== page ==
Overview of the Newborns' and Mothers' Health Protection Act

Childbirth is taxing on a new mom’s body. The first few days after having a baby are an important time for rest and recovery, both physically and emotionally. New moms can be incontinent, be constipated, have sore breasts, continue to have contractions, have hot and cold flashes, hemorrhoids, and have more serious problems including cesarean wound, uterus, or breast infections, blood clots, and heavy bleeding that may require longer hospital stays.

The Newborn's and Mother's Health Protection Act of 1996 requires health plans that offer maternity coverage to pay for at least a 48-hour hospital stay following vaginal delivery or 96-hour stay for a cesarean delivery. The 48 or 96-hour period doesn’t start until delivery, not admittance, unless the baby was born outside the hospital. 

Pregnant women can’t be required to obtain pre-authorization for the 48 to 96-hour hospital stay. However, this Act don’t prevent the health care provider from discharging the mother or newborn child from the hospital earlier, if they’re healthy and the doctor consulted with mother first.

The Act doesn’t apply to all health plans.

Whether or not the Newborns' and Mothers’ Health Protection Act applies to a health plan is determined by the type of coverage the plan provides. If your plan doesn’t offer benefits for hospitals stays in connection with childbirth, then the Act likely doesn’t apply. You can check your Summary Plan Description to see if childbirth is covered.

The Act generally applies to two types of health insurance:

  1. Group health plans that are provided by an employer or union
  2. Individual health insurance policies that aren’t based on employment, i.e. self-insured plans

Group health plans can either be “insured” plans, i.e. health insurance is purchased from a health insurance provider, or “self-funded” plans, i.e. where the health plan pays for coverage directly. Private employer group health plans are regulated by the Department of Labor. State and local government plans are regulated by the Centers for Medicare & Medicaid Services (CMS). When a group health plan buys insurance, the insurance itself is regulated by the State’s insurance department.

In a private, self-funded group health plan, the health coverage must comply with the Newborns' and Mothers' Health Protection Act. Your plan administrator can you tell you whether your plan is insured or self-funded and what entities regulate your benefits. If you’re in an insured group health plan or have individual, non-employment based coverage, the federal Newborns' and Mothers' Health Protection Act standards may not apply directly if your state has a law with similar protections. You can contact your state insurance department to find out what law applies and if there are additional protections for new moms & babies in your state.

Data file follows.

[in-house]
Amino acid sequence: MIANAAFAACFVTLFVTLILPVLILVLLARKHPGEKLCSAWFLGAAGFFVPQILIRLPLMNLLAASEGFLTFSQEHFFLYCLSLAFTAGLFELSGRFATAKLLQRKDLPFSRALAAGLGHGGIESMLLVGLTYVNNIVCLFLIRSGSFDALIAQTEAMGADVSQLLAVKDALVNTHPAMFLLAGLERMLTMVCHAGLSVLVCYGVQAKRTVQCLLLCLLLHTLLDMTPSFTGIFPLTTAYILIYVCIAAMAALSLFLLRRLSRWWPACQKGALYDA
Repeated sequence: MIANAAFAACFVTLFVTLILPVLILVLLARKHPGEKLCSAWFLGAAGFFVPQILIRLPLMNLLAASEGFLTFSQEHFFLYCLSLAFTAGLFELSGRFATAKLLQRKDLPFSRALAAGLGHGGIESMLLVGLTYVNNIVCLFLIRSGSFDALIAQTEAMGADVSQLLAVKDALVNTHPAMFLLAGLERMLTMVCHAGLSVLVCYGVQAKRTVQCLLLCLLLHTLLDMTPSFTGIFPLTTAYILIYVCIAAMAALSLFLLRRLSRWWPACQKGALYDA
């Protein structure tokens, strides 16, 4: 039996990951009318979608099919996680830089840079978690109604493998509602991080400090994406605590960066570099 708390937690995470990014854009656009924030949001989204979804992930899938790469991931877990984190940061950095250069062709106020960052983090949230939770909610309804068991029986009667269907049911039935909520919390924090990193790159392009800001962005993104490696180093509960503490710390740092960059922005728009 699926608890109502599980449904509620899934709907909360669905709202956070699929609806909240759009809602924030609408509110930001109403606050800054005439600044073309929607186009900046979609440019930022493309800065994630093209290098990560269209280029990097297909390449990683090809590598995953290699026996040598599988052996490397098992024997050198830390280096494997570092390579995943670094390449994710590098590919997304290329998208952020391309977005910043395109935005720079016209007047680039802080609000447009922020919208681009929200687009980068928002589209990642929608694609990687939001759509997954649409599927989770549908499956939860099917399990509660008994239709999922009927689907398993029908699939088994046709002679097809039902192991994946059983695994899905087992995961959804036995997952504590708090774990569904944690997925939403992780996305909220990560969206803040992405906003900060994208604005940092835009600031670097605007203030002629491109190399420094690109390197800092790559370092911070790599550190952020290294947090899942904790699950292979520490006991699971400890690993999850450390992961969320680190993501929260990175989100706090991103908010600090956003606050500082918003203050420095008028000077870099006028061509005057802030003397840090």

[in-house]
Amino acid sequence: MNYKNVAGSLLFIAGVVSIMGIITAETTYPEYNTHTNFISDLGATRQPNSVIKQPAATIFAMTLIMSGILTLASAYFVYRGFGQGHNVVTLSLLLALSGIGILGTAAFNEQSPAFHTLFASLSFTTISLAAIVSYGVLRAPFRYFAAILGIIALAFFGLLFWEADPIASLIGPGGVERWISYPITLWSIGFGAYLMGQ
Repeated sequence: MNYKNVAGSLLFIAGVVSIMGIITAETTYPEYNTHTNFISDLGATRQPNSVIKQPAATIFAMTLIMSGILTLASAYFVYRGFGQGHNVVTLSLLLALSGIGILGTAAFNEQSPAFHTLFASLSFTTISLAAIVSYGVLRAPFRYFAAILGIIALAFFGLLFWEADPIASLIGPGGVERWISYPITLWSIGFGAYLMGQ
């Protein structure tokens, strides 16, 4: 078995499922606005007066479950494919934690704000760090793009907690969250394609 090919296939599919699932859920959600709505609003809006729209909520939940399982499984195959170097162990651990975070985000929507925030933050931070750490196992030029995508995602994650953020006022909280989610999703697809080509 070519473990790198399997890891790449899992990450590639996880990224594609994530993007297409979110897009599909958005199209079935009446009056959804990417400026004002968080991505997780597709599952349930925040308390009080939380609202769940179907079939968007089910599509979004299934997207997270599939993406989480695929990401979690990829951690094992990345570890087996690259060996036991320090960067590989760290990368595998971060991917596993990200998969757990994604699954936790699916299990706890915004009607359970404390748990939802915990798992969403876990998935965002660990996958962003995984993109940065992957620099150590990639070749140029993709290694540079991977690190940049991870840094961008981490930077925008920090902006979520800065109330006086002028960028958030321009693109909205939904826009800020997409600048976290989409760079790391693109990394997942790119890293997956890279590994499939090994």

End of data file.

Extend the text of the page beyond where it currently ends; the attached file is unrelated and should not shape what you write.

Employers can be checked for their health plan's compliance with this Act.

The Employee Benefits Security Administration (EBSA), through the Health Benefits Security Project (HBSP) conducts Health Plan Audits. During an audit, the employer group health plan will be reviewed for compliance with Part 7 of  ERISA, which includes the Newborns' and Mother’s Health Protection Act, among other women’s health, cancer, mental health, and genetic nondiscrimination acts. When a health plan doesn’t comply with this Act, there can be civil or criminal penalties, including fines of up to $100,000, if the non-compliance isn’t corrected within the allotted time. Read more about ERISA (Employee Retirement Income Security Act) in FindLaw's ERISA section.

If your company needs to prepare for a health plan audit, the Department of Labor has useful health benefits laws checklists.

Who do I contact if I think my health plan has denied me this benefit?

If you have concerns about your plan’s compliance with the Newborns' and Mothers' Protection Act, contact the Center for Consumer Information & Insurance Oversight at 1-877-267-2323 ext. 6-1565 or at phig@cms.hhs.gov.

You may also wish to consult with a qualified health law attorney.

Next Steps

Contact a qualified health care attorney to help navigate legal issues around your health care.

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